WASHINGTON (Reuters) - Frozen blood from stored samples can be used to make cells resembling stem cells, researchers said on Thursday — opening a potential new and easier source for the valued cells.
They used cells from blood to make induced pluripotent stem cells or iPS cells — lab-made cells that closely resemble human embryonic stem cells but are made from ordinary tissue.
These iPS cells have in the past been made from plugs of skin, but blood is much easier to take from people and to store, the researchers reported in the journal Cell Stem Cell.
“Blood is the easiest, most accessible source of cells, because you’d rather have 20 milliliters of blood drawn than have a punch biopsy taken to get skin cells,” Judith Staerk of the Whitehead Institute for Biomedical Research in Massachusetts, who worked on the study, said in a statement.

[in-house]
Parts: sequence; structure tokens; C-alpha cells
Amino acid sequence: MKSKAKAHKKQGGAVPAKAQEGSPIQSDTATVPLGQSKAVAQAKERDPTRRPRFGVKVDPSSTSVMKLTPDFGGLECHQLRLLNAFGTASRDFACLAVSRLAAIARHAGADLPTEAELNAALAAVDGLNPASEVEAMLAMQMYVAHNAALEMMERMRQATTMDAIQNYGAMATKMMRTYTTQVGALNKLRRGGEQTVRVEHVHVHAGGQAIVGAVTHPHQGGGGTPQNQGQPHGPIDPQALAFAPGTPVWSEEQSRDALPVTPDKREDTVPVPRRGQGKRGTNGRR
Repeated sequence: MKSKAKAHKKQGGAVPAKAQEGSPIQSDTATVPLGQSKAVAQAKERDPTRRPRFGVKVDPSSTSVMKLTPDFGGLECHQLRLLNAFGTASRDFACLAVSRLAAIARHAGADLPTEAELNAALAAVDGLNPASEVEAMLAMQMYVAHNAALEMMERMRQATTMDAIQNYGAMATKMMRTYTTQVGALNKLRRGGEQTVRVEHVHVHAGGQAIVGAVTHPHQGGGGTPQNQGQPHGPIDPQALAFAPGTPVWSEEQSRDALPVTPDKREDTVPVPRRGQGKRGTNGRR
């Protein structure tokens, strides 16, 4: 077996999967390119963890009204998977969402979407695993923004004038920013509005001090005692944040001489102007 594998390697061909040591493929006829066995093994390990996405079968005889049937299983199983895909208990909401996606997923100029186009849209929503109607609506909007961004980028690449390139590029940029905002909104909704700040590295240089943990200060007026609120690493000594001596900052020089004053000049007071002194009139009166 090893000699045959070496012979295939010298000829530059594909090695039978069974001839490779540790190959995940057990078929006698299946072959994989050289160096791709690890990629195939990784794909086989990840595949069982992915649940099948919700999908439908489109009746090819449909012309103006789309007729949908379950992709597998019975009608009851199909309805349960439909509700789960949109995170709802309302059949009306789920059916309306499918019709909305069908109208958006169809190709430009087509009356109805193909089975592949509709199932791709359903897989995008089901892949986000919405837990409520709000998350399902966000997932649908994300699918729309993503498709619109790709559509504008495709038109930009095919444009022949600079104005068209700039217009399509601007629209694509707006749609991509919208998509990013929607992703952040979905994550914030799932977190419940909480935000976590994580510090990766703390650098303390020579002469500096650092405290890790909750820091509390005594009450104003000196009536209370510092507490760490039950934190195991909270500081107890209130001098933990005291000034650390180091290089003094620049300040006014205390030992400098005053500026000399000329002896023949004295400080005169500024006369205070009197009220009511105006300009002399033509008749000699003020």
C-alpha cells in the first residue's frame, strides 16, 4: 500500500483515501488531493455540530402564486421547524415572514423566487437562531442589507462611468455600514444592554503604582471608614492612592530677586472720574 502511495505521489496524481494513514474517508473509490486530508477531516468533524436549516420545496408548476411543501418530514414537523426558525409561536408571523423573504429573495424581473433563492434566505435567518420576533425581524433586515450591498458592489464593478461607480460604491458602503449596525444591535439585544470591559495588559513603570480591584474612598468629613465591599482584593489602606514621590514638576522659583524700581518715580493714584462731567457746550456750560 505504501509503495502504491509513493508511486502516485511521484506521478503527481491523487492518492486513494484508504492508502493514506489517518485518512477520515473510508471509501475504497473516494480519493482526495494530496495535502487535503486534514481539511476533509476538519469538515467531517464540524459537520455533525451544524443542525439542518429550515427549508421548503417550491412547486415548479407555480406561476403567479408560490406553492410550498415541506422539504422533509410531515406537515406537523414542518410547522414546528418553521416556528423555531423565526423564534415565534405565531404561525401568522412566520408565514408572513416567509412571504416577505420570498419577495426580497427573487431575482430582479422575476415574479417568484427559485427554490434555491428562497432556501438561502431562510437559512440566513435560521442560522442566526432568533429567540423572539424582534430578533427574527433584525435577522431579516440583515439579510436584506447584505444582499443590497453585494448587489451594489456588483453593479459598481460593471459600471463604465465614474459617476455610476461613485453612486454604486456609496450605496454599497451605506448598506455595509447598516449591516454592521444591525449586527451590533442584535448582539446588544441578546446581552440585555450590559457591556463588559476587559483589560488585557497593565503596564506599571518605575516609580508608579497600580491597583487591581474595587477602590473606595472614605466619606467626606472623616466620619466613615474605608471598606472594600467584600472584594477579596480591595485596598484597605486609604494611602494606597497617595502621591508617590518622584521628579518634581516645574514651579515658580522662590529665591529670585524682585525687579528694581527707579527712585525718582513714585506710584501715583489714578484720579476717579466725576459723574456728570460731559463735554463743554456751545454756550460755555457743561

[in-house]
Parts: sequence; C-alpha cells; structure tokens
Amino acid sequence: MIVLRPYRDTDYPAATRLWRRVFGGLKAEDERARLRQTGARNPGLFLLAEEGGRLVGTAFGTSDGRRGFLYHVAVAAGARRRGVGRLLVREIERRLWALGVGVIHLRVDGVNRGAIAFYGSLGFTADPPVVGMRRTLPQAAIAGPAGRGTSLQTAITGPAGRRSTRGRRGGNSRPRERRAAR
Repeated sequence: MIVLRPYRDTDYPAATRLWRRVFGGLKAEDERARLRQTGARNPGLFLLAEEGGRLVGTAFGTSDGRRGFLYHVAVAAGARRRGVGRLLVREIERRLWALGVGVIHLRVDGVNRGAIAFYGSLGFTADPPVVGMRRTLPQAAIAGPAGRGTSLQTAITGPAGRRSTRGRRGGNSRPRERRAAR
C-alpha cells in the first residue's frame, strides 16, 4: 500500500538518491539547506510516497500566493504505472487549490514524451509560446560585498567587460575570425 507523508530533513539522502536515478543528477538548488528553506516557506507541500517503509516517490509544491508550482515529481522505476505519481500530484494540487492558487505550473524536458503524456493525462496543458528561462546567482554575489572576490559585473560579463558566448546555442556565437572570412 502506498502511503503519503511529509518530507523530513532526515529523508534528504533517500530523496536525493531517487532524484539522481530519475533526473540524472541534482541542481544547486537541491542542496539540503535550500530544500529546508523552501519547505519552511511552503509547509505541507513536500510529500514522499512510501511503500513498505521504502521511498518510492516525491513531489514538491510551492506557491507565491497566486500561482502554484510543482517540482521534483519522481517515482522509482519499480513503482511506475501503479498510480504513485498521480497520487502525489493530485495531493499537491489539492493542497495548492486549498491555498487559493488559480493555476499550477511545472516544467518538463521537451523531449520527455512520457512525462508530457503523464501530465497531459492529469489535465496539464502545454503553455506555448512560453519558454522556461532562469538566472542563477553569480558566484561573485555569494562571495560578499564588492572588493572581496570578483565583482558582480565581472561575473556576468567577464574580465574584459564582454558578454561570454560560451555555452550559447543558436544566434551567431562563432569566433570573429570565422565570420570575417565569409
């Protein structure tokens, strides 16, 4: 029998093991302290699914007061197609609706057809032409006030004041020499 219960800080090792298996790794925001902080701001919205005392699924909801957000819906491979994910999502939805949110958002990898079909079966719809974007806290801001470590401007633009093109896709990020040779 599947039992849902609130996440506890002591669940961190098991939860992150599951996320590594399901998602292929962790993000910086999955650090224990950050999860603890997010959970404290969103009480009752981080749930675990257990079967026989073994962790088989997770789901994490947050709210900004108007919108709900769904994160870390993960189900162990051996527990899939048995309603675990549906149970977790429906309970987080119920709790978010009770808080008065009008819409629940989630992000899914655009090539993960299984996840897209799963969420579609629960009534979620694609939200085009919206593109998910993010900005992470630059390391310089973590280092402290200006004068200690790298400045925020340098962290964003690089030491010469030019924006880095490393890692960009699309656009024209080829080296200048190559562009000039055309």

Stem cells are the body’s master cells, the source of renewed blood and tissue. So-called adult stem cells exist through life but they are partially developed.
Embryonic stem cells from days-old embryos have the ability to become all the cell types in the body and also can proliferate in the lab for years.
IPS cells are made by activating three or four genes that distinguish embryonic stem cells.
Whitehead’s Rudolf Jaenisch, who directed the work, said being able to use blood will open opportunities for researchers who want to use iPS cells to study how diseases develop.
“There are enormous resources — blood banks with samples from patients that may hold the only viable cells from patients who may not be alive any more, or from the early stage of their diseases,” Jaenisch said.
“Using this method, we can now resurrect those cells as induced pluripotent stem cells. If the patient had a neurodegenerative disease, you can use the iPS cells to study that disease.”
Reporting by Maggie Fox; Editing by Julie Steenhuysen